Transforming Clinical Practice Initiative
Wrapping up the 2019 Centers for Medicare & Medicaid Services (CMS) Quality Conference on January 31, Dr. Paul Rosen, medical officer for CMS’ Transforming Clinical Practice Initiative (TCPI), said he discovered the secret to improving health care, and it was just four simple words: “Listen to the patient.”
Rosen and Robert Flemming, Ph.D.— director of TCPI — discussed how the initiative has impacted over 70 million patients in just four years, improving their health outcomes and overall experience.
“From the over 140,000 clinicians we’ve worked with, we’ve learned that the most successful ones have started with the classic Socratic question — why? ‘Why should we lead in practice transformation,’” said Flemming. “Transformation begins with answering the call to be human and knowing we’re connected.”
Dr. Cara James, director of CMS’ Office of Minority Health, presented the agency’s second annual Health Equity Awards, which recognize individuals and organizations working to reduce health disparities among vulnerable populations.
HealthPartners received an award for embedding health equity to reduce disparities across settings. Specifically, the Minnesota-based integrated health care organization implemented a number of interventions to reduce racial and financial class disparities in colorectal cancer screening and anti-depression medication adherence.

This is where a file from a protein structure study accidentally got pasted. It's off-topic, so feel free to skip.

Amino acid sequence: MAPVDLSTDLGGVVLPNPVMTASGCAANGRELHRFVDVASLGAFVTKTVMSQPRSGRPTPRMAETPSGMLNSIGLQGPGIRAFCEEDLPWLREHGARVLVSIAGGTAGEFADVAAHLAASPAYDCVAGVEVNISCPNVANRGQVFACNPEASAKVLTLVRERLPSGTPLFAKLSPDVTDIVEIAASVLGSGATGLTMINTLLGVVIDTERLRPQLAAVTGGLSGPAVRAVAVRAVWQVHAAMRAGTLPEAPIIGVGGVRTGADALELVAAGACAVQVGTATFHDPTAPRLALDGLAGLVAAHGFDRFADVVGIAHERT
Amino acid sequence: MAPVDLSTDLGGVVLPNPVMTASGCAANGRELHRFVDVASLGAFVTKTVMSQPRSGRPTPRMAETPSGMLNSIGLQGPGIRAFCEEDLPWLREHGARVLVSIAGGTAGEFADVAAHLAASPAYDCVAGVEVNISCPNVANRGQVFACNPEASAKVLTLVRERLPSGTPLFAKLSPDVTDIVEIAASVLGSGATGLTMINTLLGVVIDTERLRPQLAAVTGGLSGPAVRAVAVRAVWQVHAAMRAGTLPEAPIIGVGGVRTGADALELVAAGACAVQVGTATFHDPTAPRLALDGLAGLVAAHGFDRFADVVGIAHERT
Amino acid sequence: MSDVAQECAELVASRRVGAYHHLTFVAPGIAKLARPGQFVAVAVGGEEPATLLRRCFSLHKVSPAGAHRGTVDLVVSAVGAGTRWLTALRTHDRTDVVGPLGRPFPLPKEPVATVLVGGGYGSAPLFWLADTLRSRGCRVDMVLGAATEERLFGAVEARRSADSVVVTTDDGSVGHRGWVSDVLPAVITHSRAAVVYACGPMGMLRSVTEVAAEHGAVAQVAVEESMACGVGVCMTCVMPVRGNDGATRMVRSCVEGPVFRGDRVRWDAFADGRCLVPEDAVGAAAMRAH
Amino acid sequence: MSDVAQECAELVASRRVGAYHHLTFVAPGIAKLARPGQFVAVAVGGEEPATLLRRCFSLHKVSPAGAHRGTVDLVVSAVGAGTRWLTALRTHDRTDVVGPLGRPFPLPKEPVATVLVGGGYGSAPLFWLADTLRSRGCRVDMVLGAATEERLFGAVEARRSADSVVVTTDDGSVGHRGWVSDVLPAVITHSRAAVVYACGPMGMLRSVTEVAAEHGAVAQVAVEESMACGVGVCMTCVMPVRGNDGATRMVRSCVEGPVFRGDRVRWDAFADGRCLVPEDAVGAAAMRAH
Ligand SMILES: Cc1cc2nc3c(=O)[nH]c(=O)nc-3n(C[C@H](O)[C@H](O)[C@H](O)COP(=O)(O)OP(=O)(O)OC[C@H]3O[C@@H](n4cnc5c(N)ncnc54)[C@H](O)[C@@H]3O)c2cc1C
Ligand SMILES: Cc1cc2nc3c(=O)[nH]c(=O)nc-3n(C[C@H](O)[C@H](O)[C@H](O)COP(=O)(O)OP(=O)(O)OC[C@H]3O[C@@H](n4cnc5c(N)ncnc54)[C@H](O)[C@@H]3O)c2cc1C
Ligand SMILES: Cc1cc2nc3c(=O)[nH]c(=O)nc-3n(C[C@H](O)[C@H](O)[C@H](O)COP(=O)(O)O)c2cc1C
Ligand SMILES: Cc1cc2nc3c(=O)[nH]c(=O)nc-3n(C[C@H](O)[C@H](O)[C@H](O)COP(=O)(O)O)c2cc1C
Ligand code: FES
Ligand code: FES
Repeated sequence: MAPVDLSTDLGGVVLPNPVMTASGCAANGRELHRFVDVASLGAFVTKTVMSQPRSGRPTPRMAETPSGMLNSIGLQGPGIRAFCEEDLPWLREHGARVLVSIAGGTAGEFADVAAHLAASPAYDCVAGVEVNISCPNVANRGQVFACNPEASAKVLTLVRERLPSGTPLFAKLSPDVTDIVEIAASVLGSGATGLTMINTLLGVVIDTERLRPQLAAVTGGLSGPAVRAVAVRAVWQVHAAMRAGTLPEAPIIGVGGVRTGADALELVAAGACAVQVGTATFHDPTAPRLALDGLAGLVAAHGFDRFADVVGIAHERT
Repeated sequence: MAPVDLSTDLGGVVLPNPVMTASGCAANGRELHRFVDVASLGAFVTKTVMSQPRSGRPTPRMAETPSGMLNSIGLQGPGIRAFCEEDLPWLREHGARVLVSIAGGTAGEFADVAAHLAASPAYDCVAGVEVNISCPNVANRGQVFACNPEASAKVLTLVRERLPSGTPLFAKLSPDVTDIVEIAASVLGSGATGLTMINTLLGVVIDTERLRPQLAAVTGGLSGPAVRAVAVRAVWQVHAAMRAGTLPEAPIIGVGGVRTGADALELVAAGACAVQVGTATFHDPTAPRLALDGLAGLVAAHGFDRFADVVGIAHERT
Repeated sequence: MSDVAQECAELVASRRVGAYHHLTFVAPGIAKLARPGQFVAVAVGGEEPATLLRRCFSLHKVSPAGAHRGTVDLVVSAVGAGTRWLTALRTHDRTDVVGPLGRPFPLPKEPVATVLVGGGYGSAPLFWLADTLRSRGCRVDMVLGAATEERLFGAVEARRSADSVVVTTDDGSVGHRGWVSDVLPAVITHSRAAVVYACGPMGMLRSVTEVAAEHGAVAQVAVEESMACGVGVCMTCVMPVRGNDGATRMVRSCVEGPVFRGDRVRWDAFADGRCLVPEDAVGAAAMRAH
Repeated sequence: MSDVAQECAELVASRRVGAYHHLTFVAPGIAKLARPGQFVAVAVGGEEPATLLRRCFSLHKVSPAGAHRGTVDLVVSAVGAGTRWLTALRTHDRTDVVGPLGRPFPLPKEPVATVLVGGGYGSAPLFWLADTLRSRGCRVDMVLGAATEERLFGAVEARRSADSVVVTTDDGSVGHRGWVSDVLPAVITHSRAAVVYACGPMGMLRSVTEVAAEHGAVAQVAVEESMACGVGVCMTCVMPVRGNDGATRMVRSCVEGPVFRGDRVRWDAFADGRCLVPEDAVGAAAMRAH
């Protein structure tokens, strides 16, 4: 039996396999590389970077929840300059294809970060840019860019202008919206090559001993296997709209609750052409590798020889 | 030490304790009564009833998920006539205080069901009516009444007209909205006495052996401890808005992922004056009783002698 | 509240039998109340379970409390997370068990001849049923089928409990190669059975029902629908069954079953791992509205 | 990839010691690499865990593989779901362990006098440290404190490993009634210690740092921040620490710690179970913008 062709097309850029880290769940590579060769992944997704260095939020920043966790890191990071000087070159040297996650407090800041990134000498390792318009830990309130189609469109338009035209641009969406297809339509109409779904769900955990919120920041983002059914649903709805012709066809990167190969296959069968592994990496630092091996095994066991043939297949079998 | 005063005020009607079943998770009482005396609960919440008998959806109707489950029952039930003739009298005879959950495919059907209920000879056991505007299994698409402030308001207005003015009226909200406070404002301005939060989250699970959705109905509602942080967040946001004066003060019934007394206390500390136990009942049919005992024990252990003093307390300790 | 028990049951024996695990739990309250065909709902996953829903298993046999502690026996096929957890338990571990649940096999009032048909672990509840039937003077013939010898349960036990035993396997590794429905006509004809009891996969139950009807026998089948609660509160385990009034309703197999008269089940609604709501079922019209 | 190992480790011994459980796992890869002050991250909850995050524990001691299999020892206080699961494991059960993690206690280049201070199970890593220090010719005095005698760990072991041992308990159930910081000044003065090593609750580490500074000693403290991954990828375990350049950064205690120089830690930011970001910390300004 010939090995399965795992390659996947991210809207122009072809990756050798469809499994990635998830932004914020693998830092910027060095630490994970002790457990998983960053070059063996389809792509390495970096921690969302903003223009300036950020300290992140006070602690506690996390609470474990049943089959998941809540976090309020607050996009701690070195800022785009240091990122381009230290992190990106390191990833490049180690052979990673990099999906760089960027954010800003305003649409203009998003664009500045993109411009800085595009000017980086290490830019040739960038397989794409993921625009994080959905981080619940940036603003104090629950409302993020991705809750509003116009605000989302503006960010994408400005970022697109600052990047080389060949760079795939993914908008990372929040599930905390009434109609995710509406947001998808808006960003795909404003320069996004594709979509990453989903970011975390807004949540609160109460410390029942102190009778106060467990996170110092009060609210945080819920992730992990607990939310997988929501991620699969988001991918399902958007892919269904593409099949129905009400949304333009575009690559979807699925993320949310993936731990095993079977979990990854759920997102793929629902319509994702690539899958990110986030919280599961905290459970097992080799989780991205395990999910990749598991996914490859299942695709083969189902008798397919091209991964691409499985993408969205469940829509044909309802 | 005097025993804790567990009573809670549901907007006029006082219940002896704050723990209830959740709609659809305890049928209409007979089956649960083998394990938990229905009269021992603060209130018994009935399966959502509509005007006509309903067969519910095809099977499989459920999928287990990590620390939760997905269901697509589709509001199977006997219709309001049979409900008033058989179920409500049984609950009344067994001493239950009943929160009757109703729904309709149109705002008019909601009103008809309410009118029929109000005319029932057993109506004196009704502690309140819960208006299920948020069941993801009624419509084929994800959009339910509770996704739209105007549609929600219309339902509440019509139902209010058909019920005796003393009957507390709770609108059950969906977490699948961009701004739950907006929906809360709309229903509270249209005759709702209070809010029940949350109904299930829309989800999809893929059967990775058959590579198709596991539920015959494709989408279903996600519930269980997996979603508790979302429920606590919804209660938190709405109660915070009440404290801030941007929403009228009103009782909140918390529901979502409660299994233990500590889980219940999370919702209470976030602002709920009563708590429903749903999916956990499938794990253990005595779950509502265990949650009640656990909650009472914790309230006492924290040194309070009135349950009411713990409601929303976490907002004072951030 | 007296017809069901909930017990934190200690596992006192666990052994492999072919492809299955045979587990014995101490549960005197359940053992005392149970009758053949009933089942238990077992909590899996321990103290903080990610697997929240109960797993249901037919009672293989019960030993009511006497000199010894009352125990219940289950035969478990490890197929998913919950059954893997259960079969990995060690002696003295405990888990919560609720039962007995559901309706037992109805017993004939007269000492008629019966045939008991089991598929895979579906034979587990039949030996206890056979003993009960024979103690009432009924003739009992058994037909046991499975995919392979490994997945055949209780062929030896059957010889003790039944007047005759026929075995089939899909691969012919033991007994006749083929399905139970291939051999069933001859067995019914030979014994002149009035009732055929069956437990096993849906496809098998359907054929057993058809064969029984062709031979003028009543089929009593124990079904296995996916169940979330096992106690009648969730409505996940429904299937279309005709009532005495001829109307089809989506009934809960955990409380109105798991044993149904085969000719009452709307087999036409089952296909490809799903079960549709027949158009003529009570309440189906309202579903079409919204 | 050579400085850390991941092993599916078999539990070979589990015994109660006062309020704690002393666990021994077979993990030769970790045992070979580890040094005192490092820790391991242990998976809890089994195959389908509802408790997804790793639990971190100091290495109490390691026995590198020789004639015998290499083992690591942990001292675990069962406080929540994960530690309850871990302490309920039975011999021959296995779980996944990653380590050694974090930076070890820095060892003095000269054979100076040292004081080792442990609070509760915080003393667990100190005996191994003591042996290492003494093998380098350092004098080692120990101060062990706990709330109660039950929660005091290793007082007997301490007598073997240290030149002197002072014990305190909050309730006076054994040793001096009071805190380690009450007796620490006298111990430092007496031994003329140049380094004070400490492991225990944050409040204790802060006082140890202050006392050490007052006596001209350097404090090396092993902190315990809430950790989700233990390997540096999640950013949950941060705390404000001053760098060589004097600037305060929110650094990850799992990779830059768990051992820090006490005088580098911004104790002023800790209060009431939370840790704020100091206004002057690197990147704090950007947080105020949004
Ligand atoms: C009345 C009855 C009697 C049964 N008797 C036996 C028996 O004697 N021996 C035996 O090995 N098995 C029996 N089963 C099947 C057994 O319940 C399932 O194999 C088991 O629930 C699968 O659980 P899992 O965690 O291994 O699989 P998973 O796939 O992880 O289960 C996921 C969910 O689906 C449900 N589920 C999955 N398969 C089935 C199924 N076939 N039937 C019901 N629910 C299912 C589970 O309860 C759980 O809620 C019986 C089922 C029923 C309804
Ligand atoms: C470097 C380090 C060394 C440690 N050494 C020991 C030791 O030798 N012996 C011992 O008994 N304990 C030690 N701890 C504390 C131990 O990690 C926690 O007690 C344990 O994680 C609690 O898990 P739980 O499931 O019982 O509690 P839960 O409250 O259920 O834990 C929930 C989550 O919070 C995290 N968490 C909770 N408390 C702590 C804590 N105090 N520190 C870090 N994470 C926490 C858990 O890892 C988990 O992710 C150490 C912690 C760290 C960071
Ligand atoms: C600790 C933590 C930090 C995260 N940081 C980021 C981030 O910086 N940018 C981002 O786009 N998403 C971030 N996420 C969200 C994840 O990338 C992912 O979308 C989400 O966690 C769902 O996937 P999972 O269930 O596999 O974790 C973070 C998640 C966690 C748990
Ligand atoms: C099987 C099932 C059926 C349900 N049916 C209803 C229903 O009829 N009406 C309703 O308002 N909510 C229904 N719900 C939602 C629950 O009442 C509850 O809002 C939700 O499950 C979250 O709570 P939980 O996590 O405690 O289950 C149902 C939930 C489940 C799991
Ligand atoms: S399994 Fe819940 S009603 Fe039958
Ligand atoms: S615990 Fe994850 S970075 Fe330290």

Meanwhile, Centene Corporation won an award for improving physical accessibility in providers’ offices. For instance, at an addiction treatment center in Illinois, the Medicaid Managed Care Organization built ramps for easier access to the building. At other facilities, Centene increased the number of accessible exam tables for individuals who use wheelchairs.
Rural health also was a focus of the Day 3 plenary. Dr. Karen Minyard, director of the Georgia Health Policy Center at Georgia State University, discussed the importance of understanding a community before telling them what to do. Based on her experience working in a rural area of Georgia, Minyard learned about the key factors affecting rural communities, as well as their distinct health challenges, including opioid usage and suicide. She described a four-step process to understanding the rural landscape.
Commitment to Value
In line with the theme of the conference, Michael Leavitt — former Secretary of Health and Human Services (2005-2009) — talked about value-based health care and the importance of making a commitment to it. “We have an economic imperative to do so,” he said, noting that health care contributes to the American leadership equation. “It’s not possible for us to lead when we spend so much on health,” said Leavitt.
Lastly, Dennis Wagner, director of the Quality Improvement and Innovation Group (QIIG) within CMS’ Center for Clinical Standards and Quality (CCSQ), took the stage to wind up — not wind down — the conference. Wagner shared statements that stuck with him throughout the conference, including a patient who had said, “Teaming with patients is reuniting the head with the heart in our work.”
Wagner’s closing request for attendees was that they be leaders in health care quality. “Leaders, like buttons, hold things together,” he said.
Stream the full Day 3 Plenary here.